MONTICELLO -- What was promoted as a ribbon cutting for the new Arkansas Center for Forest Business was actually a log breaking outside the University of Arkansas at Monticello's Chamberlin Forest Resource complex.
Gov. Asa Hutchinson broke off an end of a round log that revealed a large sticker for the new center during a dedication ceremony Thursday morning. The center is part of UAM's College of Forestry, Agriculture and Natural Resources -- the only forestry school in the state -- and was created by the state legislature last year, with $841,000 in state funding going toward the center July 1.
"The governor and the state legislature have provided us funding, so we will be hiring additional people -- technical experts in forest business to promote the growth of the forest industry in the state of Arkansas, and do it in a sustainable manner," said Matthew Pelkki, UAM's forestry chair. "The beauty of it is, we have so many forestry scientists here, we can tap into all that expertise here. This is a great location to have that business center."
Forestry is growing as an industry in Arkansas, according to Hutchinson and UAM officials. The governor said forests cover 56% of Arkansas' territory, and the industry accounts for $6 billion directly to its economy, which is largely dependent on timber. Forests in the state are also growing twice as fast as harvested, he added.
"That, to me, is an astounding fact but also a reassuring fact for those that value our forests as I do," Hutchinson said. "[There are] 18.4 million acres of forests that scrub our air, shelter our wildlife and enhance our lakes and streams, and that truly makes us the Natural State. But this Center for Forest Business will do more than simply allow us to preserve our forests and enjoy them forever. It will create jobs. It will increase incomes and it will strengthen communities in southeast Arkansas. That has to be an objective of all of ours. At the same time, [it's] managing the forests in a way that keeps them vibrant, keeps them healthy and part of our future."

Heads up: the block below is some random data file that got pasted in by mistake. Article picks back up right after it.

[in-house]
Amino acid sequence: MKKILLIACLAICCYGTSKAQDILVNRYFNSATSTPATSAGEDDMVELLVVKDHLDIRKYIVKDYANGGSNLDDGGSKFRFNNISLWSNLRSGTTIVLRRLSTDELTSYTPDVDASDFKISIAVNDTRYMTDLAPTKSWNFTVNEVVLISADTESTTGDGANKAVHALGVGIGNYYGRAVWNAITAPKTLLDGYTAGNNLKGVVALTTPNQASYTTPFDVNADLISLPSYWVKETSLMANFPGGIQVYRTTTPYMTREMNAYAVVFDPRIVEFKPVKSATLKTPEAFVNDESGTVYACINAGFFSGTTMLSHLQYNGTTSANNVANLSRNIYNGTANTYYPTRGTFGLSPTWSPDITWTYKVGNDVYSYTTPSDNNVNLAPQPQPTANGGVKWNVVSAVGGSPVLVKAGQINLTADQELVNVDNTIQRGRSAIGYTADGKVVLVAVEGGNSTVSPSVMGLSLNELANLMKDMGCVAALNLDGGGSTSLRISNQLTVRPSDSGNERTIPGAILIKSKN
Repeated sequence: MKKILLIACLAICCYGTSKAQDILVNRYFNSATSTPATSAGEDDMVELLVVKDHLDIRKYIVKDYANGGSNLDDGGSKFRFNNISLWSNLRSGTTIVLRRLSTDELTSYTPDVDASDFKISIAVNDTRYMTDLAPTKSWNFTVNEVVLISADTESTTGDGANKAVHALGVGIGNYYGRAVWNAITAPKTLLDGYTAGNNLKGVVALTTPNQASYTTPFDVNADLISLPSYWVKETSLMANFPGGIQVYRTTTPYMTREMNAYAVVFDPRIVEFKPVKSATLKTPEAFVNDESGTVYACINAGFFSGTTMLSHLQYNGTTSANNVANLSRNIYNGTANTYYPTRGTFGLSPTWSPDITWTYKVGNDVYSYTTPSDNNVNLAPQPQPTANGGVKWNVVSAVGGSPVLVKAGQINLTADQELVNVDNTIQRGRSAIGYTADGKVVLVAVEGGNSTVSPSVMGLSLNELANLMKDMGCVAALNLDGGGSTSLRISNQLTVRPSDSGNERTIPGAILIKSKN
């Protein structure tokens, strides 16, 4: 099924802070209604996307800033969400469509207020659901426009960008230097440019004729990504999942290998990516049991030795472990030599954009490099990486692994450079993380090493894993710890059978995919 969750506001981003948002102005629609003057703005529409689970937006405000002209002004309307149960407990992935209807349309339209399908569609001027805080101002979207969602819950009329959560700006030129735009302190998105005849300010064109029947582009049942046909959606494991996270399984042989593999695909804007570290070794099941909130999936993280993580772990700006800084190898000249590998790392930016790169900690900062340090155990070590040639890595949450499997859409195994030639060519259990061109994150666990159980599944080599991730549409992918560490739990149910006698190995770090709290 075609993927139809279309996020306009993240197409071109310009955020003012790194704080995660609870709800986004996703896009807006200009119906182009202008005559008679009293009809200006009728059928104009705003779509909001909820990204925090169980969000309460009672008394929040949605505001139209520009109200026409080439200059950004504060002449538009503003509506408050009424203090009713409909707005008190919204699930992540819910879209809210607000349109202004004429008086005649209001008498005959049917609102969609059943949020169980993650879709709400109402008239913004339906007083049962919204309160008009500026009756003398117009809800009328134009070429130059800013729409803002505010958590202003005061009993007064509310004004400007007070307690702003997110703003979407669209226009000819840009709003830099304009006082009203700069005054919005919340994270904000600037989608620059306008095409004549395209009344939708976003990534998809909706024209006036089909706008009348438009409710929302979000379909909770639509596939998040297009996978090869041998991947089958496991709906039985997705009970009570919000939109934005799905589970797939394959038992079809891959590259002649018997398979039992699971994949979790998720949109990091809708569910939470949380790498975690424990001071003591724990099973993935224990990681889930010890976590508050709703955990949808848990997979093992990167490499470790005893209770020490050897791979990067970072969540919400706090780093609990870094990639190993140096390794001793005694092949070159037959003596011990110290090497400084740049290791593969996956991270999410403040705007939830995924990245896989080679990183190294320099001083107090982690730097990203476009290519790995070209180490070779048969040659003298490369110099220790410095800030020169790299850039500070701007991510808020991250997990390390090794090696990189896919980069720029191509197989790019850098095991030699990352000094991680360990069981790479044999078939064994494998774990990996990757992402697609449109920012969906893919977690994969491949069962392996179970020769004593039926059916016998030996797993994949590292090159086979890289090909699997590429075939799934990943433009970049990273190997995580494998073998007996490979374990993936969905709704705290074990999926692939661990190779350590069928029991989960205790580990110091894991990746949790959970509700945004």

Efforts to promote forestry in Arkansas, Hutchinson said, have included recruiting mills and forestry product companies to come to the state.
"Forestry's contribution to the economy is a contribution to the quality of life in Arkansas to have healthy forests," said Michael Blazier, dean of the College of Agriculture, Forestry and Natural Resources. "When you look at the contribution of forestry to the Arkansas economy as a proportion of its gross domestic product, Arkansas' third in the country in terms of the total amount of contribution forestry provides to the economy and the Southeast U.S. The Southeast U.S. is one of the primary producers of timber products in the world. It produces 20% of the world's sawtimber, pulpwood and forest products, and it's Arkansas that's part of the breadbasket of that breadbasket, because we're not seeing the larger losses of forestland to urban development that we see in other parts of the Southeast like the Carolinas and Georgia, so the Natural State is staying kind of the Natural State."
Arkansas has also added enough new forests to fill Delaware within the last 20 years, Blazier commented.
The forestry complex at UAM was remodeled in 2012 and added computer labs and classrooms to meet a growing student population, Pelkki said. The building also houses a U.S. Forest Service Research Center, as well as forestry and agriculture students.
Graduate placement in jobs is about 100% within six months of their commencement, and recruitment of new forestry students to UAM is going "very well," Pelkki added.
Hutchinson touted the importance of research and development done at UAM and in collaboration with the main University of Arkansas campus in Fayetteville.
"The center here of UAM involves all of those, the recruitment part that we rely upon you to bring businesses here, the expansion of timber and construction and the development area combined with our work at Fayetteville. UAM is a leader in all three," Hutchinson said. "It's exciting to see the young people it will impact over the next decades, as well as the way it will strengthen Arkansas, our economy and our communities in south Arkansas."